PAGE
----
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The Future Of Brazil’s Democracy Is On The Ballot This Weekend

SAO PAULO — Last fall, right-wing Brazilian President Jair Bolsonaro made it clear that there was only one way he would leave power: “Only God,” he told raucous supporters in São Paulo, “can remove me” from office.

Ordinary Brazilians, however, may do just that on Sunday when they head to the polls in an election that carries massive stakes for the future of the world’s fourth-largest democracy.

Bolsonaro’s chief rival in the election, Luiz Inácio Lula da Silva, has held a commanding lead in polls for more than a year, and recent surveys suggest that the leftist former president could win an outright majority in this weekend’s first round, preventing the need for a two-person runoff three weeks from now.

But over the last two years, Bolsonaro has openly suggested that he does not intend to accept the results of an election he loses and has pledged to his supporters that he will “go to war” to prevent the end of his presidency. An ardent ally of former U.S. President Donald Trump, Bolsonaro has spread baseless conspiracy theories about voter fraud, accused Brazilian electoral authorities of rigging the election against him, and unleashed a relentless series of attacks against Brazil’s electronic voting system, which experts regard as one of the safest and most efficient in the world.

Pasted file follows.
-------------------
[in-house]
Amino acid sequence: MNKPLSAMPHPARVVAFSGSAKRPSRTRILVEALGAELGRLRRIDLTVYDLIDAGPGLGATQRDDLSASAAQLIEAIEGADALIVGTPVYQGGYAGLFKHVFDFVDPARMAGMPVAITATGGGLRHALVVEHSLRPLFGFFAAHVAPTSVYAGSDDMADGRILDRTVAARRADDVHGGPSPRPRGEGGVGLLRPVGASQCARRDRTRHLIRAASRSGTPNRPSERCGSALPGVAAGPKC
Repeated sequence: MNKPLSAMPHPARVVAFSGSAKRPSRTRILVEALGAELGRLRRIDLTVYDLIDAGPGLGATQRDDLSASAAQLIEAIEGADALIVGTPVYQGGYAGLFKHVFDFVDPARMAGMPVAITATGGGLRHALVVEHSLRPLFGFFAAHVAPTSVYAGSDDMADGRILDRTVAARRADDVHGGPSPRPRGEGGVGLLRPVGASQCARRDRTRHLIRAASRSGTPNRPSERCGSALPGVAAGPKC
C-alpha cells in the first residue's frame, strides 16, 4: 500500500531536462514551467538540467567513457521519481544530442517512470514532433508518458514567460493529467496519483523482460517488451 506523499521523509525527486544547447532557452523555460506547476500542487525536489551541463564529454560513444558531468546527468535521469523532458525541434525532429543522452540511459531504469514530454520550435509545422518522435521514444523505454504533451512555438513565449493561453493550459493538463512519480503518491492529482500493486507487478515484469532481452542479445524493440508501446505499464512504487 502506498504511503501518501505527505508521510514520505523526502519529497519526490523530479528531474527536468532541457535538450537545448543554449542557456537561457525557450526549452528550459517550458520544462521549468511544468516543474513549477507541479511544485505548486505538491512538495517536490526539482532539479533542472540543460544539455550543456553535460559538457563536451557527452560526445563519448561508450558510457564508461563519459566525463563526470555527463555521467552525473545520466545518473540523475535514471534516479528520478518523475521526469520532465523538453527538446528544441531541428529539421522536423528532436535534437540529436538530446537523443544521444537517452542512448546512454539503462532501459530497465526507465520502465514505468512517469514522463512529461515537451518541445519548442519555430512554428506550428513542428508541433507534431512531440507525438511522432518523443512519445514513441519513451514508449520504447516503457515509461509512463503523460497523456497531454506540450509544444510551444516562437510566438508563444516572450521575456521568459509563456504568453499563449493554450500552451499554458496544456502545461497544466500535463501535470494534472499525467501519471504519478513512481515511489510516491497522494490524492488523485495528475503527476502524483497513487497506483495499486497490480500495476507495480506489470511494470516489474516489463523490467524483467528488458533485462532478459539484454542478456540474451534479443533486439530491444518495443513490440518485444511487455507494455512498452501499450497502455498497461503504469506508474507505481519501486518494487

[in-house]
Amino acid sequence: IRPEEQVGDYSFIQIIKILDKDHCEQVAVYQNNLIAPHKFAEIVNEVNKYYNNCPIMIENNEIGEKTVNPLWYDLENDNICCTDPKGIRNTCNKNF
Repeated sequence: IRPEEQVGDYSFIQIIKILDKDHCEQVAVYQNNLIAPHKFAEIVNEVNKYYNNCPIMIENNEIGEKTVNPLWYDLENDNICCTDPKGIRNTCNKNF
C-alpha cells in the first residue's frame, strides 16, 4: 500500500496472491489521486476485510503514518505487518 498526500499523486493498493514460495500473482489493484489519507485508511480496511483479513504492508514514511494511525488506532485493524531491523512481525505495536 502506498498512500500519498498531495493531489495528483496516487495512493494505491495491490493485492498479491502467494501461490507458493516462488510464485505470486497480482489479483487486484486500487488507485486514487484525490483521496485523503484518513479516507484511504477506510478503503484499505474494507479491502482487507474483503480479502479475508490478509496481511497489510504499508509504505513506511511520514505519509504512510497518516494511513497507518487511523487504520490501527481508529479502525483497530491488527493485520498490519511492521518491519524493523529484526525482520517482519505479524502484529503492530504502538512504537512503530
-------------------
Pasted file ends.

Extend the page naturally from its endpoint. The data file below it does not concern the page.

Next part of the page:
In recent days, Bolsonaro and his right-wing party have abandoned any remaining semblance of a traditional campaign and seemingly let go of any lingering hope that he could win the election legitimately. Instead, the president has intensified his attacks: This week, Bolsonaro’s party released an official document alleging — falsely — that Brazilian election observers could manipulate results “without leaving a trace of evidence” behind.

With 24 hours remaining before the first vote is cast, the question looming over Brazil’s election is not whether Bolsonaro will attempt to provoke a democratic rupture in response to a defeat, but what it might look like: A military coup? A Brazilian version of the Jan. 6, 2021, insurrection at the U.S. Capitol? Violence and chaos that disrupts a free election and peaceful transfer of power? Or something else entirely?